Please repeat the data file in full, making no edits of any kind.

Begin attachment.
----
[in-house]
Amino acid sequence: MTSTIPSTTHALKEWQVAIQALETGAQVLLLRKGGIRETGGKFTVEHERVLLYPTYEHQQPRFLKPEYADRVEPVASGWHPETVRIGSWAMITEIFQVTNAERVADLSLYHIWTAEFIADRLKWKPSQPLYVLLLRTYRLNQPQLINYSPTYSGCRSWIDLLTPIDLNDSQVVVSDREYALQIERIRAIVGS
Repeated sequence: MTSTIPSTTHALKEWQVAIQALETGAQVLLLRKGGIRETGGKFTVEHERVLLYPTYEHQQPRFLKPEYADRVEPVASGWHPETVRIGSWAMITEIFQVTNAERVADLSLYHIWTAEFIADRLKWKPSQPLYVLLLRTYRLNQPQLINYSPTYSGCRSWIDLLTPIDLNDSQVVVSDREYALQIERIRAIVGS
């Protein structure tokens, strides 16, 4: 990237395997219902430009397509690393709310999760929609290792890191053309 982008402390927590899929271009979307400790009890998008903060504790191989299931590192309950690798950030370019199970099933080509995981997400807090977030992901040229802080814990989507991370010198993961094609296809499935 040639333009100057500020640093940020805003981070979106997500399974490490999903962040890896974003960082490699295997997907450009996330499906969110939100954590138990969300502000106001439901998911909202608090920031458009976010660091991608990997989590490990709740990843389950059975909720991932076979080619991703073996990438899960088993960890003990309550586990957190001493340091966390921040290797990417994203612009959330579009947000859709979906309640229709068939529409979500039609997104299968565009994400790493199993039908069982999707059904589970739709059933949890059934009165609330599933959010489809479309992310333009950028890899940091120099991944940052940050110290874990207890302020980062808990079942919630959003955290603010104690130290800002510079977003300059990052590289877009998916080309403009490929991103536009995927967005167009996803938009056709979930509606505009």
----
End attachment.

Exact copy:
[in-house]
Amino acid sequence: MTSTIPSTTHALKEWQVAIQALETGAQVLLLRKGGIRETGGKFTVEHERVLLYPTYEHQQPRFLKPEYADRVEPVASGWHPETVRIGSWAMITEIFQVTNAERVADLSLYHIWTAEFIADRLKWKPSQPLYVLLLRTYRLNQPQLINYSPTYSGCRSWIDLLTPIDLNDSQVVVSDREYALQIERIRAIVGS
Repeated sequence: MTSTIPSTTHALKEWQVAIQALETGAQVLLLRKGGIRETGGKFTVEHERVLLYPTYEHQQPRFLKPEYADRVEPVASGWHPETVRIGSWAMITEIFQVTNAERVADLSLYHIWTAEFIADRLKWKPSQPLYVLLLRTYRLNQPQLINYSPTYSGCRSWIDLLTPIDLNDSQVVVSDREYALQIERIRAIVGS
């Protein structure tokens, strides 16, 4: 990237395997219902430009397509690393709310999760929609290792890191053309 982008402390927590899929271009979307400790009890998008903060504790191989299931590192309950690798950030370019199970099933080509995981997400807090977030992901040229802080814990989507991370010198993961094609296809499935 040639333009100057500020640093940020805003981070979106997500399974490490999903962040890896974003960082490699295997997907450009996330499906969110939100954590138990969300502000106001439901998911909202608090920031458009976010660091991608990997989590490990709740990843389950059975909720991932076979080619991703073996990438899960088993960890003990309550586990957190001493340091966390921040290797990417994203612009959330579009947000859709979906309640229709068939529409979500039609997104299968565009994400790493199993039908069982999707059904589970739709059933949890059934009165609330599933959010489809479309992310333009950028890899940091120099991944940052940050110290874990207890302020980062808990079942919630959003955290603010104690130290800002510079977003300059990052590289877009998916080309403009490929991103536009995927967005167009996803938009056709979930509606505009």